Food insecurity in Nunavut has actually worsened in the years since the federal government launched a retail subsidy program aimed at improving access and affordability in Canada’s North, according to new research.
The study, recently published in the Canadian Medical Association Journal, found that in the years since the Nutrition North Canada program was introduced in 2011, more Nunavut households have struggled to consistently put food on the table.
The University of Toronto researchers examined Statistics Canada data from the Canadian Community Health Survey covering 3,250 households in 10 Nunavut communities from 2007 to 2016 to find the impact the Nutrition North Canada program has had on rates of self-reported food insecurity, defined in the study as insecure or inadequate access to food because of financial constraints.
Their findings revealed that food insecurity affected 33 per cent of families in Nunavut the year before Nutrition North Canada began. In 2011, when the program launched, that number increased to 39 per cent of families. By 2014, a year after full implementation, the rate jumped to 46 per cent of households.
This is despite the fact that the program’s budget increased 65 per cent from $60 million in 2011 to $99 million in 2018.
Access to affordable and nutritious food has been a longtime public health problem in Canada’s North where groceries can cost two or three times more than in other regions of the country.
The researchers said Nunavut is particularly vulnerable with the highest rates of food insecurity since national monitoring began. In fact, in 2014, 46.8 per cent of the territory’s population was affected by food insecurity.
Madeleine Redfern, the mayor of Iqaluit, attributes the high rates of food insecurity to low incomes, particularly among the territory’s Inuit population.
“It’s really an issue of poverty,” she told CTV News Channel on Tuesday. “Seven out of 10 Nunavut-Inuit pre-school children are food insecure, are hungry, 25 per cent of them regularly so.”
Redfern said Nutrition North Canada mostly targets fly-in communities without consistent road access, which makes transporting perishable food items, such as fruit and vegetables, especially expensive.
Nutrition North Canada replaced an earlier federally funded program called the Food Mail Program, which subsidized transportation costs for the delivery of nonperishable foods and essential nonfood items.
Under the new program, the government focused on perishable, nutritious foods and subsidized southern suppliers and northern retailers instead of transportation companies. The retailers would then pass on the full subsidy to consumers in northern communities at the point of purchase.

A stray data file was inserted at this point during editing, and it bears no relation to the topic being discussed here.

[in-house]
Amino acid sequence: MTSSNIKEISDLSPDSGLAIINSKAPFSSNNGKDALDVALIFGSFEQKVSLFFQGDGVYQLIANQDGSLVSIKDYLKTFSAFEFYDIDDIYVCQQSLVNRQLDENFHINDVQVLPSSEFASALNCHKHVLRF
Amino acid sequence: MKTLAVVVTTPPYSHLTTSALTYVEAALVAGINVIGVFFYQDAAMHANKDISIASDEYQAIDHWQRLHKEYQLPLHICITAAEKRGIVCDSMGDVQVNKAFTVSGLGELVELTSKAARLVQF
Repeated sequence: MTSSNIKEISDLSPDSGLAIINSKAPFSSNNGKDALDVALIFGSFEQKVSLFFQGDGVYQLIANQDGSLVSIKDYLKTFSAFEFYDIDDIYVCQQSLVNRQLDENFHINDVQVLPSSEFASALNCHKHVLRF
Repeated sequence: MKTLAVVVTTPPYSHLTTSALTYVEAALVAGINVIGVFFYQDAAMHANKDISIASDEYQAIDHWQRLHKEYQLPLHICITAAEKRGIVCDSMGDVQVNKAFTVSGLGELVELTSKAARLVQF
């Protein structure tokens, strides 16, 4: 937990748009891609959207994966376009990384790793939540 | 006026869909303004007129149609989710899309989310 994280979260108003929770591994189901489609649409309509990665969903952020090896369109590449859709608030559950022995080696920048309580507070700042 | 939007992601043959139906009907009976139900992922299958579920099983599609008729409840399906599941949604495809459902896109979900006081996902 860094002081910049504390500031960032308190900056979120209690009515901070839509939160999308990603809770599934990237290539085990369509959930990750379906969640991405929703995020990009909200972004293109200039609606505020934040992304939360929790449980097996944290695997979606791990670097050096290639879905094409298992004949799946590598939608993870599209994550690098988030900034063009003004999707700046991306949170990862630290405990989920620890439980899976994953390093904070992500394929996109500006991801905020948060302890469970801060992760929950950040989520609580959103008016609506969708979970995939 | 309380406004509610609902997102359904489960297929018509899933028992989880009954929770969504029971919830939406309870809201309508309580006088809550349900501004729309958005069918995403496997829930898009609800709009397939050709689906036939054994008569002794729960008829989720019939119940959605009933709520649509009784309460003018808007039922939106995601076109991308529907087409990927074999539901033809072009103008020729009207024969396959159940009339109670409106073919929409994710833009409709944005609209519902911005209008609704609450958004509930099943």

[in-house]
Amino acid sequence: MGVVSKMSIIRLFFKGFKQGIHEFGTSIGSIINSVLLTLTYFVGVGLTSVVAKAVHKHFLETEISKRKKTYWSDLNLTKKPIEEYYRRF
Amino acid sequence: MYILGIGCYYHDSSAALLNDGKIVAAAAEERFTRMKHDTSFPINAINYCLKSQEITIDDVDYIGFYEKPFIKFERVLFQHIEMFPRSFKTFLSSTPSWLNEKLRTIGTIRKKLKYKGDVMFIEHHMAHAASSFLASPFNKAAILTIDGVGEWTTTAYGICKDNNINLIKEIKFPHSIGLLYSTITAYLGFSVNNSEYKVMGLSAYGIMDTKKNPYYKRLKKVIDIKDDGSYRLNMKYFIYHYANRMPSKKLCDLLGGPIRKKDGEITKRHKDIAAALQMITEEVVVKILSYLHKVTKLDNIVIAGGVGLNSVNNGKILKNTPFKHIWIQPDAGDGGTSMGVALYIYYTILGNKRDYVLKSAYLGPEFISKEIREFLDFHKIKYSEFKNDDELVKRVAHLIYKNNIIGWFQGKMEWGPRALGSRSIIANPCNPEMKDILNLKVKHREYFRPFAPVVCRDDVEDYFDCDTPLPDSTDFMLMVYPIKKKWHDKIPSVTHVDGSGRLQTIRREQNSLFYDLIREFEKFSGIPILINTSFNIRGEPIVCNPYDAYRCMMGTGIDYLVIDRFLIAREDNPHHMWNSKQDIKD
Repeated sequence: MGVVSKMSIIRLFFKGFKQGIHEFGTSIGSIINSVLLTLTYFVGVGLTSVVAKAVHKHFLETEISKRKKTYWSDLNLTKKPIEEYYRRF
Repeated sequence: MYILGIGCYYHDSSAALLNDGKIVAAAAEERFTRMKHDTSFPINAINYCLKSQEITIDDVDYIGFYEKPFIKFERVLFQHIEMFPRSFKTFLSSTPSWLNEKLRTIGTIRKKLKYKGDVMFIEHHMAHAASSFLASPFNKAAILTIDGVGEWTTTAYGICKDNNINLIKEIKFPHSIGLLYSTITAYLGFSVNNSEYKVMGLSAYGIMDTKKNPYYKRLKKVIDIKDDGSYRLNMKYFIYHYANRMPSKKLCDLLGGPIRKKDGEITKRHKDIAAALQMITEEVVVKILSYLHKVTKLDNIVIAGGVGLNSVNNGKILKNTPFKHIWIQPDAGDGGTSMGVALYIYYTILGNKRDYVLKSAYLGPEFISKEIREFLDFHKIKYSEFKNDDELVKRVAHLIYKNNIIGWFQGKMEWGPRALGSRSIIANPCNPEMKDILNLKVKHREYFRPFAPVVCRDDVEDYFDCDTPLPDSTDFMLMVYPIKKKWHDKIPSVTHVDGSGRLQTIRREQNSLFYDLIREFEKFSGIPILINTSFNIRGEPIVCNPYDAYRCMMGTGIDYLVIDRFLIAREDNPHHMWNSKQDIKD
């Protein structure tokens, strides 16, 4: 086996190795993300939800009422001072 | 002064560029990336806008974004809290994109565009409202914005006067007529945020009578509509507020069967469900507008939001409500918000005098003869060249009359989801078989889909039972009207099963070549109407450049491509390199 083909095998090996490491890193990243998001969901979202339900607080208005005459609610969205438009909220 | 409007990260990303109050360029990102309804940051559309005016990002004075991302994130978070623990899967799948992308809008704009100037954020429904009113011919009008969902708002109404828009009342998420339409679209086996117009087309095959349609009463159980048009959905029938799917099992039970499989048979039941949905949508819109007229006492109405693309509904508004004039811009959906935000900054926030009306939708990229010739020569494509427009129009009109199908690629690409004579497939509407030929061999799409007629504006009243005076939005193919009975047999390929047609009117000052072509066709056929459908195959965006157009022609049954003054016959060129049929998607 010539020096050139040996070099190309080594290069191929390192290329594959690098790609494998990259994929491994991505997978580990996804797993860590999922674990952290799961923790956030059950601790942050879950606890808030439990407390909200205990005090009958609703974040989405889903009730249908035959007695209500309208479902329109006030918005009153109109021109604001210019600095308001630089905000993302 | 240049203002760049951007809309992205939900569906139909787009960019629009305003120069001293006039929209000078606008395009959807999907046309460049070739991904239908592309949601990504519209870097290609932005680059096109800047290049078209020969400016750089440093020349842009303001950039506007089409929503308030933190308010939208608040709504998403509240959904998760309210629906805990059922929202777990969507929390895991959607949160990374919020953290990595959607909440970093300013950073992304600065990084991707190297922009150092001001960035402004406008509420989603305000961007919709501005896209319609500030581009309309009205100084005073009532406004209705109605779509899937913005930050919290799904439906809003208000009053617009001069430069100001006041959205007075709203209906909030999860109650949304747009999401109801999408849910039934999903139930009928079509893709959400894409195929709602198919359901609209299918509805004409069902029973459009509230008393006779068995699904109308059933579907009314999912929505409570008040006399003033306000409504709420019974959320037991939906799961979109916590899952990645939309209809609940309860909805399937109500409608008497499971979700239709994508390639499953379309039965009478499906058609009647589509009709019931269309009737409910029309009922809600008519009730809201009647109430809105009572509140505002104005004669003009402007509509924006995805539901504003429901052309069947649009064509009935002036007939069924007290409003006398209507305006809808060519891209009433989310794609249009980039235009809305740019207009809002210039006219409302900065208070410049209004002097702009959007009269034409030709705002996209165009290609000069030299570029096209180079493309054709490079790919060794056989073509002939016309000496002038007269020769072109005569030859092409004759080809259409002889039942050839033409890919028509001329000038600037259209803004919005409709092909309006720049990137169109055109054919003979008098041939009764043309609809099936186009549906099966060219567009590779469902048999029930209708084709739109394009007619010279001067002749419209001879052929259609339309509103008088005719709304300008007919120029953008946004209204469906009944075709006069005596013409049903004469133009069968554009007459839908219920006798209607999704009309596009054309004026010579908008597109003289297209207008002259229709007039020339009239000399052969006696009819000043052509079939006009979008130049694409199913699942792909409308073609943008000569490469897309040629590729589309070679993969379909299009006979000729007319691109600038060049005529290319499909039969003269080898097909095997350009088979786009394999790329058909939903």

The government took a market-driven approach with the Nutrition North Canada plan, believing that market competition would reduce the price of subsidized food even more and contain the program’s overall cost, according to the study.
The researchers speculated that this may explain why food insecurity rates have increased in Nunavut. They said the government’s decision to focus on subsidizing perishable, nutritious food items at the exclusion of nonperishable products may have prevented families from improving their overall access to food because the prices of common nonperishable and essential items then rose.
The study also noted that the federal government reported in 2013 that Nutrition North Canada was successful in improving food access and affordability based on data showing there was an increase in the volume of perishable, nutritious food being shipped to the North.
However, the researchers said this may be explained by the possibility that affluent families were buying more nutritious food now that it was subsidized while low-income households still relied on nonperishable items that became more expensive under the new plan.
The study’s authors called for more effective government initiatives to address the problem of food insecurity in northern Canada. Redfern echoed that position when she said there needs to be a better strategy in place to solve the crisis.
“We need all levels of government and Inuit organizations and corporations coming together to actually have proper strategies,” she said. “We need to ensure that more people are able to actually feed their families and especially our children.”
With files from The Canadian Press